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PHOTOS: Qatar Unveils Brand New Fully Air Conditioned Stadiums for FIFA World Cup 2022

FIFA World Cup 2022

Cristiano Ronaldo of Portugal embraces team mate Bruno Fernandes during the 2018 FIFA World Cup Russia group B match between Portugal and Spain at Fisht Stadium on June 15, 2018 in Sochi, Russia.

The FIFA World Cup is coming back after four long years. The last edition of the tournament was held in Russia in 2018, but this time, Qatar will be the host. Moreover, the World Cup will be held in the months of November and December, and not the usual June or July.

This was done to combat the problem of high temperatures in the middle-eastern country. While the temperatures touch the soaring 40s in the summer, the mercury stays around the 25-degree Celsius mark in the Winter. Therefore, Qatar has come up with a solution to the problem.

They have installed several air-conditioning units in all the stadiums that will host matches in the World Cup. The technology involves the use of Solar energy and pumps in cool air inside the stadium.

 The FIFA World Cup will feature cool and clean air

Dr. Saud Abdulaziz Abdul Ghani, a professor at Qatar University, was the brains behind the project and explained the functionality of the technology. In an interview with FIFA.com, Ghani explained that the air-conditioners will not only cool the air but also purify it.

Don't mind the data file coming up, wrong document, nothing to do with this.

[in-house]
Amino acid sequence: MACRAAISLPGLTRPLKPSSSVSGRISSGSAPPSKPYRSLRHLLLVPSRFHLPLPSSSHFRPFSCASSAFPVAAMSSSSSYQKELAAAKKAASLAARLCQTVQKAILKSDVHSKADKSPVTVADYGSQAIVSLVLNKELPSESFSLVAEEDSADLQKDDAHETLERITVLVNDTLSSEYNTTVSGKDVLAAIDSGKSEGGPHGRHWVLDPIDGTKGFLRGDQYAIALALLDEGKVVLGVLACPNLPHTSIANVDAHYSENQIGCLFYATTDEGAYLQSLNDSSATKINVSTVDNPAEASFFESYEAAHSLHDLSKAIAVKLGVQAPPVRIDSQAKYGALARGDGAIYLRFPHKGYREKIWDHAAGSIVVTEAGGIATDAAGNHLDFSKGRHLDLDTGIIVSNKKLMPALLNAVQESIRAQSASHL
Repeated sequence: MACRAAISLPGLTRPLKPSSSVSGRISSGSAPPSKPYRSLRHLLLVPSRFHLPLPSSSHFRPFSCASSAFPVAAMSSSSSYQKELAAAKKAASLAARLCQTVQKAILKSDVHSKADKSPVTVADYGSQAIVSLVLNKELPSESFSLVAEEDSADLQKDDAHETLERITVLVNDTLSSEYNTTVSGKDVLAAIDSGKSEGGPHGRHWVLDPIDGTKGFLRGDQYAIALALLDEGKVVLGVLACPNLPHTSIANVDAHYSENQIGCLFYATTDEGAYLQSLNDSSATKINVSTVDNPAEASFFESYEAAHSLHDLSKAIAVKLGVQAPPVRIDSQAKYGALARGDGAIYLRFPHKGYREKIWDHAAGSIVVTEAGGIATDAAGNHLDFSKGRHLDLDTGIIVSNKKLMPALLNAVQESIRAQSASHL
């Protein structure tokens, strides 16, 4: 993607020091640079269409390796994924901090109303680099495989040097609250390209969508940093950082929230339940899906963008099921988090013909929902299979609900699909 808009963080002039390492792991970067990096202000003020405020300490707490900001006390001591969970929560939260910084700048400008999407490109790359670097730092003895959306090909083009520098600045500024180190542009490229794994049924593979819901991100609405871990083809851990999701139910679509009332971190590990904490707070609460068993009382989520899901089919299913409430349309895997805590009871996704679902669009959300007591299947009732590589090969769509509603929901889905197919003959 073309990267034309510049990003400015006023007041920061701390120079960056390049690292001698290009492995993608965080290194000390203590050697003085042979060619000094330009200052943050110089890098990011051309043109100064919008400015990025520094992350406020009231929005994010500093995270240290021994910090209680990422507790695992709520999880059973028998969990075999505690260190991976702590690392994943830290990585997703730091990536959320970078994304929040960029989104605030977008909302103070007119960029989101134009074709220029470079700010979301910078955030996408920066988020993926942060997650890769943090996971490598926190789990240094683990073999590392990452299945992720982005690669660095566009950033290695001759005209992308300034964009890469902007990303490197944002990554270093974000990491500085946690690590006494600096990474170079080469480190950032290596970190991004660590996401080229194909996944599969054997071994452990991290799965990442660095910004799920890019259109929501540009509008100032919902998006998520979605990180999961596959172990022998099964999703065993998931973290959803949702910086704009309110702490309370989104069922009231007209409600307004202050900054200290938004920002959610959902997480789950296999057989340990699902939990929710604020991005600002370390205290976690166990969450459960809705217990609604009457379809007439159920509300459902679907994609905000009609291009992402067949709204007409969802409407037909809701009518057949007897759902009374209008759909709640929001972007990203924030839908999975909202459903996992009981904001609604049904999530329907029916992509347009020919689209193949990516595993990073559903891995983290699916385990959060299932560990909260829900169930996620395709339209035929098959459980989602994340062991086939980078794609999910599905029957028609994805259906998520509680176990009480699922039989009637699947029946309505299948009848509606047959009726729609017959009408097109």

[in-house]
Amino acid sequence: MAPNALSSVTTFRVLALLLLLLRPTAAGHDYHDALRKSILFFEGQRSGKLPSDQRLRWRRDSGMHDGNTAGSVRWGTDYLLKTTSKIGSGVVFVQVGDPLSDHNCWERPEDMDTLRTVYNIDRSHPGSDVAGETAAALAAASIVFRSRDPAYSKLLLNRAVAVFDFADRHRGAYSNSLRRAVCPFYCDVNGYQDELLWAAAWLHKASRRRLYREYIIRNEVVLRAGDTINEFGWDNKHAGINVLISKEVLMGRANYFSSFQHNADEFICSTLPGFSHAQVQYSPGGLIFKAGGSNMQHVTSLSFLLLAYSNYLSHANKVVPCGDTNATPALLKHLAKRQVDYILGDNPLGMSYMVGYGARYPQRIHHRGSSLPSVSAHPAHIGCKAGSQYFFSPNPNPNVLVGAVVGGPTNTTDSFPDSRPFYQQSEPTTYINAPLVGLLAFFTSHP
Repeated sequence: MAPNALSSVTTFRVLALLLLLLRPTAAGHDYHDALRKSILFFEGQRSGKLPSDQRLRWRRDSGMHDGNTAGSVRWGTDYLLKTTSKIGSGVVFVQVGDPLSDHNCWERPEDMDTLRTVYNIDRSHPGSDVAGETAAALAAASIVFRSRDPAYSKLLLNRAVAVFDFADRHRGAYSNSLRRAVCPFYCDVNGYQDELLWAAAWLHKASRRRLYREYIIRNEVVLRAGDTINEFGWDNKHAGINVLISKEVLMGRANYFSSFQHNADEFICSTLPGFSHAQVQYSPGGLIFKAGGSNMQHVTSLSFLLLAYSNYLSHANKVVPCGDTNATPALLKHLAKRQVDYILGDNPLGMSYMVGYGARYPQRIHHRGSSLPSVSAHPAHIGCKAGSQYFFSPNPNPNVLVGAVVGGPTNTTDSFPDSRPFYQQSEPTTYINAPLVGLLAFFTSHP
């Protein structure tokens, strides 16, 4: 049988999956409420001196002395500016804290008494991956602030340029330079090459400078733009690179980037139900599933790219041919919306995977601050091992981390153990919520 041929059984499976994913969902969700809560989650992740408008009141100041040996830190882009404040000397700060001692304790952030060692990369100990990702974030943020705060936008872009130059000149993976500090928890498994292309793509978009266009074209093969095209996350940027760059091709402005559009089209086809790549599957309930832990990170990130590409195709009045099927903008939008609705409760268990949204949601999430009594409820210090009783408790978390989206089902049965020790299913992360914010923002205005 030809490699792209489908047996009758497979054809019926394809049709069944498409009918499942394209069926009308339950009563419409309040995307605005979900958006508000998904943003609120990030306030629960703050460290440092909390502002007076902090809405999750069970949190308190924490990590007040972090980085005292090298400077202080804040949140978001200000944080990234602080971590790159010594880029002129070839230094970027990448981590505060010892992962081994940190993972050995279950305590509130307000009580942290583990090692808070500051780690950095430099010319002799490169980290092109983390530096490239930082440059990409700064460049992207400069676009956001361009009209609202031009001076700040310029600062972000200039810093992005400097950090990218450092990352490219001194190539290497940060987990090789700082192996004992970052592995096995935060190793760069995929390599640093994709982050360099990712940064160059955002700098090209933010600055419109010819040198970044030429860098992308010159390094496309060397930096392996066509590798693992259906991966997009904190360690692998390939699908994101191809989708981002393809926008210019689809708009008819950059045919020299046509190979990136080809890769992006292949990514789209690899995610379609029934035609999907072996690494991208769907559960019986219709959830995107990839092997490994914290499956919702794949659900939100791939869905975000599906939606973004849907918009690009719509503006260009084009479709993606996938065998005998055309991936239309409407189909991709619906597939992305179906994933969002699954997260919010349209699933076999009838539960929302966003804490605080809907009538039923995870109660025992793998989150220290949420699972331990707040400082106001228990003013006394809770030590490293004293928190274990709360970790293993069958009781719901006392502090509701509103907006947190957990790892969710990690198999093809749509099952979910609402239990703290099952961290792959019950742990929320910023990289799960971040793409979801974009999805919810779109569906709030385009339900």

They wanted to make the experience better for people with allergies, and hence, the clean air will be suitable for everyone.

We are not just cooling the air, we’re cleaning it. We’re purifying the air for spectators,” Dr Ghani said.

The Professor explains how the air conditioners work

This experiment has the backing of the Qatar government, and if it works, it could mean that several countries around the world could adopt this approach. The problem of high temperatures isn’t prevalent in Europe and occurred rarely during heat waves.

Players just take a cooling break in between halves and got in with the match. However, it’ll be interesting to see if the rest of the world follows the example set by Qatari stadiums.

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